"It was riveting," he said of the experience. "What we had there is various screens and software that would bring the best possible angle inside 18 seconds for the guy who sits in that vehicle to watch and then a two-way radio mic with the match referee to advise what they are seeing on the television."
Back in February, the game's lawmakers delayed the use of such trials with FIFA general secretary Jerome Valcke showing resistance.
"I think it needs a lot of discussion - if the referee just relies on information that he is getting is there a risk he becomes not as strong and always asks for confirmation?" Valcke said. "It's not a question of years [it takes to implement], it's a question of making the biggest decision ever in the way football is played."
Scottish FA chief executive Stewart Regan added: "We would want to avoid referees relying on it for every incident and potentially slowing the game down and stopping it. We are very keen to keep the game at the same tempo."
Walton isn't concerned.
"It's not about re-refereeing the game," he insisted. "It's about assistance for the officials to get the big calls correct. That's what we all strive to do. Key match incidents. I would only advocate using it when the referee has given a decision and when the game has come to a natural stop. I don't want to see the natural flow of the game interrupted by TV replays, however there are cases in the game when it comes to a natural stoppage.
"Examples would be a penalty kick situation. A referee has given a penalty kick and between the whistle and to restart the game, it is usually about a minute. That is ample amount of time for someone to look at it and advise the referee accordingly.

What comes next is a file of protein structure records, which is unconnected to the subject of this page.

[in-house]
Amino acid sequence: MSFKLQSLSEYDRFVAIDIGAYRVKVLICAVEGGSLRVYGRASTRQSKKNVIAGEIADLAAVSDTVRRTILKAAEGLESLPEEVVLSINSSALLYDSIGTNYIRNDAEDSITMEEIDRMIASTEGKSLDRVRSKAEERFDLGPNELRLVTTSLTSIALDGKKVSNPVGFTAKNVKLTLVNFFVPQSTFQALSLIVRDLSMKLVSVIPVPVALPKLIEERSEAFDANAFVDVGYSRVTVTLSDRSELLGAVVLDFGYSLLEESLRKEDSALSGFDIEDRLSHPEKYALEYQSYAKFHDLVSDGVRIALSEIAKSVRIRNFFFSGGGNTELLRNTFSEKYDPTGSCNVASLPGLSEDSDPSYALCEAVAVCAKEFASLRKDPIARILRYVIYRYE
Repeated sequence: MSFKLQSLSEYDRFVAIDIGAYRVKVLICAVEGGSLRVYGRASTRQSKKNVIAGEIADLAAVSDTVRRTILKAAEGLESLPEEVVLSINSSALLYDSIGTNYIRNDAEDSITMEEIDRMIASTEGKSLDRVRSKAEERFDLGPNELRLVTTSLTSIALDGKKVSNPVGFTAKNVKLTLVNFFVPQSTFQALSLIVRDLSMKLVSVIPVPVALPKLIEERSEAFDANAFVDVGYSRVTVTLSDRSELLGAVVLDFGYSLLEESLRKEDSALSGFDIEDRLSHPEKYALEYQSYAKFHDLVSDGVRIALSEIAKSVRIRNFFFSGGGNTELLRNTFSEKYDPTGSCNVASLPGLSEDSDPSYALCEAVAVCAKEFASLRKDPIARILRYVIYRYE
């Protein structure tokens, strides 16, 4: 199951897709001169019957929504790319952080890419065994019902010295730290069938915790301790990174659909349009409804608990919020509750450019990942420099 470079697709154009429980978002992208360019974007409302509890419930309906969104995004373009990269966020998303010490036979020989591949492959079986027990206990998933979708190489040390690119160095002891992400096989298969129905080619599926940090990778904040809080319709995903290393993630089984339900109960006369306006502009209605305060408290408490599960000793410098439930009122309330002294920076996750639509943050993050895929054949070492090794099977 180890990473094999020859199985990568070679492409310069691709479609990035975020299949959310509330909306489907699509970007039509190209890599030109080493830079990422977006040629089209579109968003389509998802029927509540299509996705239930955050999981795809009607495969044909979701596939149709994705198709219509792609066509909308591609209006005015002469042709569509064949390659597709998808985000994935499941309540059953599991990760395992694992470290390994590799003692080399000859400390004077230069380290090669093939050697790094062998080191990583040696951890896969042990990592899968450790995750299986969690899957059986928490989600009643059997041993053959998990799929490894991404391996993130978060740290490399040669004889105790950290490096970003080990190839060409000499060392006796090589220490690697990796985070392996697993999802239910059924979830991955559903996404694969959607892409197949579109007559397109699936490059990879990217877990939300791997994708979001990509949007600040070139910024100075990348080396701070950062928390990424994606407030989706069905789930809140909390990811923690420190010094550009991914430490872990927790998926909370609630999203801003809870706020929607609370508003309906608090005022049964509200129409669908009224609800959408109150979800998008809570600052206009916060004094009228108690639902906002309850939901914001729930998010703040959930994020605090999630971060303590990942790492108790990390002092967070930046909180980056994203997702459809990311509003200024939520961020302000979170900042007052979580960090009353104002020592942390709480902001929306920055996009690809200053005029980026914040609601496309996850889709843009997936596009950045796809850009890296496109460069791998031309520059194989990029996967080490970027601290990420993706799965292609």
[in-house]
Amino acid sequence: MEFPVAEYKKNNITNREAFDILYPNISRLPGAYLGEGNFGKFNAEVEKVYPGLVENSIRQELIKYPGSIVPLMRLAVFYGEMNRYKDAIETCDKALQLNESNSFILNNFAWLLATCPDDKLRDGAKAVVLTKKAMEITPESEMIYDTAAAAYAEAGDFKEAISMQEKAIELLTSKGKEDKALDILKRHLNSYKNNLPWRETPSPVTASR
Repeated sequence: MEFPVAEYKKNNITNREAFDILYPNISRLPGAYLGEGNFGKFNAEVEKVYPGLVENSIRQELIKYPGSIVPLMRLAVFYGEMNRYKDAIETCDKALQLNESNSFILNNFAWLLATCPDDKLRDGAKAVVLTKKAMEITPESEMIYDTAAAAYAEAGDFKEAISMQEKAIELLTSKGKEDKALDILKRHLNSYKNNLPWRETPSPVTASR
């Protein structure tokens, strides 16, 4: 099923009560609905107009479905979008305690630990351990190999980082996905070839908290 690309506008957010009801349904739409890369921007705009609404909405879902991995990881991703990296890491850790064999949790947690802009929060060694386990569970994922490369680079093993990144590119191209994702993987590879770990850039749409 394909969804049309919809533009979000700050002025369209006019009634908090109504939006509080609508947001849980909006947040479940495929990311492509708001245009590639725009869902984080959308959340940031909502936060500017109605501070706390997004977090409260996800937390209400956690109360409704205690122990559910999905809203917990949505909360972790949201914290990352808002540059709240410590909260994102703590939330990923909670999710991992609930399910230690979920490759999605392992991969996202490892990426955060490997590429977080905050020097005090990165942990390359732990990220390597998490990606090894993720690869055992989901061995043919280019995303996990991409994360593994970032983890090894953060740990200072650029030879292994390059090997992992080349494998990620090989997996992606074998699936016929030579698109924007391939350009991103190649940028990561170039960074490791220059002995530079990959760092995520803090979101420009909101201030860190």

"Another one is when it comes to a player sent off. Again there is a lapse in time for the booth to look at it and inform the referee if he got it spot on or not, so really I don't advocate using video replay for all aspects of the game just when the referee has stopped the game."
This brings into question what to do about offside, the often controversial infraction that prompted the calls from Wenger and Ramsey in the first place.
"If there is a natural stoppage, possibly, but this is probably phase two let's get phase one in first. I don't want to get a bridge too far," Walton said.
How replay works in other sports has a lot to do with the competitors having respect and giving time for officials to make the call. No other sport has players shouting at a lone official while they are attempting to make a game-defining decision. Imagine trying to make a monumental decision in your workplace with as many as 10 grown men shouting in your face?
Walton believes the rule to implement replay would help with dissent and give officials time to communicate.
"Once any decision of that magnitude is made the players would understand it," he said. "Once the referee says 'I am going upstairs' that may stop the dissent and attitudes towards the referee."
The game of football will be better for it, but the real winner in all of this may well be the referee. Too often, at all levels, this is a position of great power that doesn't have enough respect.
If the referee had given a red card in the Mitrovic case but asked for the officials in the truck to check all angles to ensure he was right, the players, managers and supporters would all now know he wasn't the only one who believes he made the correct decision.
This would reduce the number of managers questioning referees after the game. Those still arguing would be a likely biased minority, disagreeing with experts in their field who saw every angle possible and made the decision they believe to be correct.
This area of replay cannot come quick enough.